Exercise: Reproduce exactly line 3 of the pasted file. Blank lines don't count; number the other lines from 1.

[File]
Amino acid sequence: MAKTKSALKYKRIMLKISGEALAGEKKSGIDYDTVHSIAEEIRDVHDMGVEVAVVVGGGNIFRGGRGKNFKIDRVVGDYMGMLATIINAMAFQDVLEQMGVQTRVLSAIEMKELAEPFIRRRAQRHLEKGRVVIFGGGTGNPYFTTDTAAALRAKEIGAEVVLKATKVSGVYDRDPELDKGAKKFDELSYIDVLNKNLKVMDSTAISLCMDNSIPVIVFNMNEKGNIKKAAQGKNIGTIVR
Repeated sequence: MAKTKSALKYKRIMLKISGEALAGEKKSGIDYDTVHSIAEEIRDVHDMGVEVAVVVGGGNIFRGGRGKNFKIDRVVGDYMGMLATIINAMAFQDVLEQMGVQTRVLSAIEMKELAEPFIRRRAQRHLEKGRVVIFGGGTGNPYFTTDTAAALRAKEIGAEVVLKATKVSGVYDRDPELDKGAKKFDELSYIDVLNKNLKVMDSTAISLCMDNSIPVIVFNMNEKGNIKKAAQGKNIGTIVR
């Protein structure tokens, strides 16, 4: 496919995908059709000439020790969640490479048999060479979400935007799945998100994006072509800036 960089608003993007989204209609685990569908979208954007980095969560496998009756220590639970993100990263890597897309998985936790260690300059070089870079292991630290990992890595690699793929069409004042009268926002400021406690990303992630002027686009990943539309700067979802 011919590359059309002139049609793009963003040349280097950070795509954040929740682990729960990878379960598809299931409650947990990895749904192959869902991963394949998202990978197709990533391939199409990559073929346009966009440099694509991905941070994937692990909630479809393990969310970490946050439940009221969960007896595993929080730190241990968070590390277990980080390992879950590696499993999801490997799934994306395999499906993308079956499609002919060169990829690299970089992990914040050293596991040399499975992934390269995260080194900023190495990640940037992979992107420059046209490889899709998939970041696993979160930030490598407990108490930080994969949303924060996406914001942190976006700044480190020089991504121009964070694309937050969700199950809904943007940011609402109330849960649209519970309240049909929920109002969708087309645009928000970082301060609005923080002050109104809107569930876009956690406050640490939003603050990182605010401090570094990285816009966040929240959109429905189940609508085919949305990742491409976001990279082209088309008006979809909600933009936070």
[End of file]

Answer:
């Protein structure tokens, strides 16, 4: 496919995908059709000439020790969640490479048999060479979400935007799945998100994006072509800036 960089608003993007989204209609685990569908979208954007980095969560496998009756220590639970993100990263890597897309998985936790260690300059070089870079292991630290990992890595690699793929069409004042009268926002400021406690990303992630002027686009990943539309700067979802 011919590359059309002139049609793009963003040349280097950070795509954040929740682990729960990878379960598809299931409650947990990895749904192959869902991963394949998202990978197709990533391939199409990559073929346009966009440099694509991905941070994937692990909630479809393990969310970490946050439940009221969960007896595993929080730190241990968070590390277990980080390992879950590696499993999801490997799934994306395999499906993308079956499609002919060169990829690299970089992990914040050293596991040399499975992934390269995260080194900023190495990640940037992979992107420059046209490889899709998939970041696993979160930030490598407990108490930080994969949303924060996406914001942190976006700044480190020089991504121009964070694309937050969700199950809904943007940011609402109330849960649209519970309240049909929920109002969708087309645009928000970082301060609005923080002050109104809107569930876009956690406050640490939003603050990182605010401090570094990285816009966040929240959109429905189940609508085919949305990742491409976001990279082209088309008006979809909600933009936070």